Grenfell fire, 2 months on: Inquiry begins as hundreds hold silent march for victims
The inquiry will focus on specific issues, such as the cause of the fire and whether current safety regulations for tower blocks are adequate.
It will also look into the actions of local authorities before the horrific events unfolded, and the council and government’s response in the aftermath of the fire.
The inquiry, however, will not touch upon the wider issue of social housing.
On Monday night, a crowd of up to 400 people of all ages and backgrounds gathered at Notting Hill Methodist Church, not far from the charred 24-storey building that was gutted by fire on June 14.
The march then headed to Ladbroke Grove before ending at a memorial site commemorating the victims of the fire.
The marchers held ‘Justice for Grenfell’ banners as they silently made their way through the residential area, some of which is still plastered with pictures of the missing.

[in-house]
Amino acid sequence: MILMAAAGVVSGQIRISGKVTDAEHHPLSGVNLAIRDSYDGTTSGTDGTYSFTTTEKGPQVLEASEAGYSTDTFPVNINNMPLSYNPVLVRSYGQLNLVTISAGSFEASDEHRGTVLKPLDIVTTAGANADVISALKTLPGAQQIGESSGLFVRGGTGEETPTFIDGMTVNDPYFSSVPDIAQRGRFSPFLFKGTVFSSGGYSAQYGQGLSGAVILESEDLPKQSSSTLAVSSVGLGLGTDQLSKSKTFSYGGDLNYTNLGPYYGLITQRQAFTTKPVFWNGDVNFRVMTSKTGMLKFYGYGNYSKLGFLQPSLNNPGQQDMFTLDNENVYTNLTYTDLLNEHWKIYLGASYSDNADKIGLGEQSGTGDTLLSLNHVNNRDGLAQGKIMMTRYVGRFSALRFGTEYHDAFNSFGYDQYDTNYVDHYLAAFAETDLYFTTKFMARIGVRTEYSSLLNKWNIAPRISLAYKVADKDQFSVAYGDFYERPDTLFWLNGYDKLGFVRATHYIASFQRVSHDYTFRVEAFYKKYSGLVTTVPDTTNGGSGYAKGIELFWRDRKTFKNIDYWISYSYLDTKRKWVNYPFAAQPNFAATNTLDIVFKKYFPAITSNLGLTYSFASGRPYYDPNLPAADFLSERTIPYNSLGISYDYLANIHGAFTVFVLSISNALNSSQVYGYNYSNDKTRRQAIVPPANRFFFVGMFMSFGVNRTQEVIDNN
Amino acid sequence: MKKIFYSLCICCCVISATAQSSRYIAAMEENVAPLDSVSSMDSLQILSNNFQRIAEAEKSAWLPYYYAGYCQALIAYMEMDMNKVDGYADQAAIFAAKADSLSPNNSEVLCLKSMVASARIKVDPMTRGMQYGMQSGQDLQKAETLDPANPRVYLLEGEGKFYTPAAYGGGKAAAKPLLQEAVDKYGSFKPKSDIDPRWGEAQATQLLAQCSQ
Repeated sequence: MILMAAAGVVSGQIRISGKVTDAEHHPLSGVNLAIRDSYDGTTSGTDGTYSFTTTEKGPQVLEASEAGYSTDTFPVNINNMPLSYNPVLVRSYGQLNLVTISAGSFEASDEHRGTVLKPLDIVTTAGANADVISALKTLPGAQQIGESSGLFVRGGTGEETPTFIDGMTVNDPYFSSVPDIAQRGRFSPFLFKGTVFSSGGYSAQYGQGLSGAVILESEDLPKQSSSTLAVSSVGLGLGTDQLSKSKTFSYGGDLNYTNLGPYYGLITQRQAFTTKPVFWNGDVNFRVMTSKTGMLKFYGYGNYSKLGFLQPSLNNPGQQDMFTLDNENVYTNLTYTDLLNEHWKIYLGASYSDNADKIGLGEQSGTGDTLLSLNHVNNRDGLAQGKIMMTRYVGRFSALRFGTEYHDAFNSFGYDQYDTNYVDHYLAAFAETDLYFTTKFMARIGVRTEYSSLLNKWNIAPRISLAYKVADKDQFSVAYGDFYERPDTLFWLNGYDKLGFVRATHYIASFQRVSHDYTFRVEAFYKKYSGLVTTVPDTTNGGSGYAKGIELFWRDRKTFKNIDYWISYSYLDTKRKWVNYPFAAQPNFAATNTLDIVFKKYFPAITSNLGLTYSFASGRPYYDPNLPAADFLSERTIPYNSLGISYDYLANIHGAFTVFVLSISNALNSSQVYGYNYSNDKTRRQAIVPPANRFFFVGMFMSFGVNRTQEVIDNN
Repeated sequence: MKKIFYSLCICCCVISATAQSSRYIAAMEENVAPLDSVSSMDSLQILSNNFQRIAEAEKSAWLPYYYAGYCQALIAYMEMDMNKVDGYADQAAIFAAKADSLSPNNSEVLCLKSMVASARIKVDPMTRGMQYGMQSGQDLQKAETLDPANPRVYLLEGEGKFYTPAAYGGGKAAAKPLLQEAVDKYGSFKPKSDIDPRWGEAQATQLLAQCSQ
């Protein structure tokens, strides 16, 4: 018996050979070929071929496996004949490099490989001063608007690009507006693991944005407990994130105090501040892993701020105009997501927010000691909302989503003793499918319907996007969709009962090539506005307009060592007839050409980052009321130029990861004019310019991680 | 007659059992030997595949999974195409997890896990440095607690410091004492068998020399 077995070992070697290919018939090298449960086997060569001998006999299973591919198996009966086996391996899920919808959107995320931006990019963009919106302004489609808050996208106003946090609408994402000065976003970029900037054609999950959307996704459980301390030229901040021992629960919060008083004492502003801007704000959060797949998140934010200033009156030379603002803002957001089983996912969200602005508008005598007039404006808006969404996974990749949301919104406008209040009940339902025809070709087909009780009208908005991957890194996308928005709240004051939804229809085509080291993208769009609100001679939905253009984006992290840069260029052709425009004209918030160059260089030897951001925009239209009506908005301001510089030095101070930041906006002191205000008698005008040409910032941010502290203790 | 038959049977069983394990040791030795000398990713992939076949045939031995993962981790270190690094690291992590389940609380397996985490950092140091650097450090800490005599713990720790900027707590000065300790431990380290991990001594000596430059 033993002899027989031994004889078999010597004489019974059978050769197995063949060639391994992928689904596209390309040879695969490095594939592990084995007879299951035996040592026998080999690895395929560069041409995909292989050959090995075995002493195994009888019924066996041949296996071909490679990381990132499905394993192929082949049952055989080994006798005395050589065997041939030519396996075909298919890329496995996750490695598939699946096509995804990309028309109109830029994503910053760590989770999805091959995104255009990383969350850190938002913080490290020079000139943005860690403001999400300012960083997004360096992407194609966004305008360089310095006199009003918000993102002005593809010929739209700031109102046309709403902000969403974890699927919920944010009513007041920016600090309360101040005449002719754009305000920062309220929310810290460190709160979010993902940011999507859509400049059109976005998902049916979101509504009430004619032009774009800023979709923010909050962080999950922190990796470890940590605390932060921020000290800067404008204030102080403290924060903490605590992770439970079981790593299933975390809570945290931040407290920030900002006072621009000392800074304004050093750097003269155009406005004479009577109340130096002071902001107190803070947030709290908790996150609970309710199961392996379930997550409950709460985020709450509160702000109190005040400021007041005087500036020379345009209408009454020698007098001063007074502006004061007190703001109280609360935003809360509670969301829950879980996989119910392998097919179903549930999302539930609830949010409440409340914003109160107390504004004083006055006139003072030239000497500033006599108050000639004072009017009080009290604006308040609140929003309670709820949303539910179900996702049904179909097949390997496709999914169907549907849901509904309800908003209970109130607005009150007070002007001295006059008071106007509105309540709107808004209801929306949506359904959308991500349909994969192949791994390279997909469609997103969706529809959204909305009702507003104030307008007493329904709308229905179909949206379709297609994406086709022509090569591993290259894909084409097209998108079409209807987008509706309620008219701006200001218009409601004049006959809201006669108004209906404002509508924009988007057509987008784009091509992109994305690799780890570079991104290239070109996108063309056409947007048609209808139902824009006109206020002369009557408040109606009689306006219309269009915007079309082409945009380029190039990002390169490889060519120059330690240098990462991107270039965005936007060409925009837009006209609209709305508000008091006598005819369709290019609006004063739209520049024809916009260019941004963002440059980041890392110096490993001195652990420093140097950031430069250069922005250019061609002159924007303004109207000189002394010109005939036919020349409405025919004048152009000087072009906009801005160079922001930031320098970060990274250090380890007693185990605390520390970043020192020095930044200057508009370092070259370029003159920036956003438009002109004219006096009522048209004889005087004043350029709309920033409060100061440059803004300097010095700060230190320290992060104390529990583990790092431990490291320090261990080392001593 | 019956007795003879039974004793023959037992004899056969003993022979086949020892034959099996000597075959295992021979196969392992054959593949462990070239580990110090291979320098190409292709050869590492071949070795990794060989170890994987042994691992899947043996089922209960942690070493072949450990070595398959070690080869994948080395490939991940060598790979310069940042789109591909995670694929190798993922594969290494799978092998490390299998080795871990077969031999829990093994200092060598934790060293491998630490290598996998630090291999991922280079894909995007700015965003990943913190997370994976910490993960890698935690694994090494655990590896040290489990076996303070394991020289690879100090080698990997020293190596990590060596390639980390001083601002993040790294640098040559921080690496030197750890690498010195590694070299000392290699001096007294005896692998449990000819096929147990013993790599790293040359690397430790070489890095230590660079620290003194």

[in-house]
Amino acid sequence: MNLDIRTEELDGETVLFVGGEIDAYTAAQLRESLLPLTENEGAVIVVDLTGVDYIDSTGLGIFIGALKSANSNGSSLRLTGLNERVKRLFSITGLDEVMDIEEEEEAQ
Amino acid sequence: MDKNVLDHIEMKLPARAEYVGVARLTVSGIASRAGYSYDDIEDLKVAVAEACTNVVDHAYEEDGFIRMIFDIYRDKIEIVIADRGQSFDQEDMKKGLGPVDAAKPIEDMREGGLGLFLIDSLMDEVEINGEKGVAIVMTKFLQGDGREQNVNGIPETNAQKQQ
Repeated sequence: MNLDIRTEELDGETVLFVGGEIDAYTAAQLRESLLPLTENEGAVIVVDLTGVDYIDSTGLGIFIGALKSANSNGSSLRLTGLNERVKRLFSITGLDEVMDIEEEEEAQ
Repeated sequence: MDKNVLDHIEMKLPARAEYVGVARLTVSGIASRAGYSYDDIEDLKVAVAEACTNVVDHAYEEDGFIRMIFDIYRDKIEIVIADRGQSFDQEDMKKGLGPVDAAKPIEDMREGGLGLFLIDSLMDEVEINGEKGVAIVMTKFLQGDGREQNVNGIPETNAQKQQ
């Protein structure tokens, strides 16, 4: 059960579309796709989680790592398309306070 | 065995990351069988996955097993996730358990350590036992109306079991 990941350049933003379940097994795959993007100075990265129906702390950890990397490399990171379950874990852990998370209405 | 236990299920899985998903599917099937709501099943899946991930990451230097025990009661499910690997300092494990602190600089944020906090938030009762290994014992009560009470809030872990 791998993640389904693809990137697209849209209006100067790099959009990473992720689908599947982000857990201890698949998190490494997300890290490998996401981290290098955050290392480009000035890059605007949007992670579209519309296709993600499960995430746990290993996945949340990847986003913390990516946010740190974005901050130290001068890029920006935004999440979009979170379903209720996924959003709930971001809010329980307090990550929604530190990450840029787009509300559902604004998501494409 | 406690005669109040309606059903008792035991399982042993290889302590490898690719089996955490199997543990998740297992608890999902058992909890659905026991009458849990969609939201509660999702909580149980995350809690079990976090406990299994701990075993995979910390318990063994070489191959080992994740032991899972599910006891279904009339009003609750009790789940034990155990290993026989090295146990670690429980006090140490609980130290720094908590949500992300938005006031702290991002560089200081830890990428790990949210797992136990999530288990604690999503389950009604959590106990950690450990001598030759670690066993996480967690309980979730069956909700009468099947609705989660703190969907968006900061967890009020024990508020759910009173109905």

The march ended with a small rally in which protesters chanted ‘no justice, no peace.’
Justice4Grenfell said the march had no political motive, aiming instead at “letting the world know we are still here.”
“You can see a whole community is out here today. There is no shouting, no tension,” a representative for the group told the Daily Mail. “Everybody is hugging each other, we are showing love because this is our home, this is our Grove and this is how we do it in our Grove.
“It’s heartbreaking, it really is heartbreaking, I don’t want the world to forget it, don’t want the nation, the country, to forget it could happen to them also.”
Even two months on from the disaster, hundreds of families remain in emergency accommodation, despite UK Prime Minister Theresa May pledging to rehouse all victims within two weeks.
It was reported that only 14 of the 158 families accepted a rehousing offer. It is understood the majority of residents turned down relocation offers as they do not want to move to a different area, or they are hesitant about being housed in a building with the same safety concerns of Grenfell Tower.
Despite the backlog of rehousing cases, more than a thousand properties belonging to oligarchs and tycoons are standing empty in Kensington and Chelsea.
Also close to Grenfell is the Sutton Estate, which has 159 empty apartments – just enough to relocate the Grenfell families.
The apartments, however, have been made uninhabitable by the buildings’ owner and developer, Affinity Sutton, which wants to demolish four of its blocks to create luxury properties.